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No more blurry pictures!

Computer scientists from Stanford University have developed a camera which contains a microlens array between the main lens and the photosensor. Their "light field camera" takes one shot, but also captures information about light conditions, which makes possible to later compute photographs in which subjects at every depth appear in finely tuned focus.
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Written by Roland Piquepaille, Inactive on

You probably are using today a camera with an auto focus feature and chances are good that you are satisfied with your shots. Except that once the camera has made a choice to focus on a particular element, the picture is taken. And sometimes, it's not the decision you would have taken. According to LinuxElectrons, Texas, a team of computer scientists from Stanford University has developed a camera which might help. By inserting a microlens array between the main lens and the photosensor, their "light field camera" takes one shot, but also captures information about light conditions. And you can later compute "photographs in which subjects at every depth appear in finely tuned focus." However, his new technology will probably appear for applications such as security surveillance and commercial photography before landing in your personal camera.

Here are some quotes from the LinuxElectrons article.

Ren Ng, a computer science graduate student in the lab of Pat Hanrahan, the Canon USA Professor in the School of Engineering, has developed a "light field camera" capable of producing photographs in which subjects at every depth appear in finely tuned focus.
"Currently, cameras have to make decisions about the focus before taking the exposure, which engineering-wise can be very difficult," said Ng. "With the light field camera, you can take one exposure, capture a lot more information about the light and make focusing decisions after you've already taken the shot. It is more flexible."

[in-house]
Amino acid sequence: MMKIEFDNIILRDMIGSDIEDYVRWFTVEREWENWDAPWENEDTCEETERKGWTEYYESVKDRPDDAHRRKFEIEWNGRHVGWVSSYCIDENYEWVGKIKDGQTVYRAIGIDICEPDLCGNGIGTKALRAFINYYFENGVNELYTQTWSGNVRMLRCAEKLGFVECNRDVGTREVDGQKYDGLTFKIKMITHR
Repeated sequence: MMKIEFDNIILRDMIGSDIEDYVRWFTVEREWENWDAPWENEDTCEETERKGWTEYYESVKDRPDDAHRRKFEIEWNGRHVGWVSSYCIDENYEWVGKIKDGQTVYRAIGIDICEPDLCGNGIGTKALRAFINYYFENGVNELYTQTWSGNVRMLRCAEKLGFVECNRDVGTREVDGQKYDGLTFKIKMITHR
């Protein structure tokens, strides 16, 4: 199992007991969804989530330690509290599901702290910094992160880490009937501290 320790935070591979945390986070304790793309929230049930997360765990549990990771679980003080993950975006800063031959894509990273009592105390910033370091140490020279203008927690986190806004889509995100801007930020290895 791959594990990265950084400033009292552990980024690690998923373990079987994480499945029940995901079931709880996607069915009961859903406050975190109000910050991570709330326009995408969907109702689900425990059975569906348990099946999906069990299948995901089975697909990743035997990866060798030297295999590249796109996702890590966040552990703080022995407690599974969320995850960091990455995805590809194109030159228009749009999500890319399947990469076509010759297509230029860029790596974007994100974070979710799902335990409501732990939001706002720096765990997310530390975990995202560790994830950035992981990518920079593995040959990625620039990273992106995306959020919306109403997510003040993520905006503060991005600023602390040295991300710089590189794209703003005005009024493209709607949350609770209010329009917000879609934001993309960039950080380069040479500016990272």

Below is a photo of a group portrait which shows what a conventional camera would have produced -- with a focus on the center of the image (Credit: Ren Ng).

Group portrait with a conventional camera

This second one has been computed after a single exposure of this prototype of light field camera -- also named a plenoptic camera -- and digitally refocused at a different depth (Credit: Ren Ng).

Group portrait with a plenoptic camera

How does this "light field camera" work? LinuxElectrons has the answer -- and other details.

The light field camera adds an additional element -- a microlens array -- inserted between the main lens and the photosensor. Resembling the multi-faceted compound eye of an insect, the microlens array is a square panel composed of nearly 90,000 miniature lenses. Each lenslet separates back out the converged light rays received from the main lens before they hit the photosensor and changes the way the light information is digitally recorded.
Custom processing software manipulates this "expanded light field" and traces where each ray would have landed if the camera had been focused at many different depths. The final output is a synthetic image in which the subjects have been digitally refocused.

For more information, the researchers have published a paper about their new camera, "Light Field Photography with a Hand-Held Plenoptic Camera." Here is the first paragraph.

This paper presents a camera that samples the 4D light field on its sensor in a single photographic exposure. This is achieved by inserting a microlens array between the sensor and main lens, creating a plenoptic camera. Each microlens measures not just the total amount of light deposited at that location, but how much light arrives along each ray. By re-sorting the measured rays of light to where they would have terminated in slightly different, synthetic cameras, we can compute sharp photographs focused at different depths. We show that a linear increase in the resolution of images under each microlens results in a linear increase in the sharpness of the refocused photographs.

Here is a link to the full report (11.1 MB) and other resources.

I don't know when this technology becomes available, but the good thing is that these new cameras will work exactly as today's ones -- except that they'll do more things.

Sources: Robert Thomas, LinuxElectrons, Texas, November 1, 2005; and various web sites

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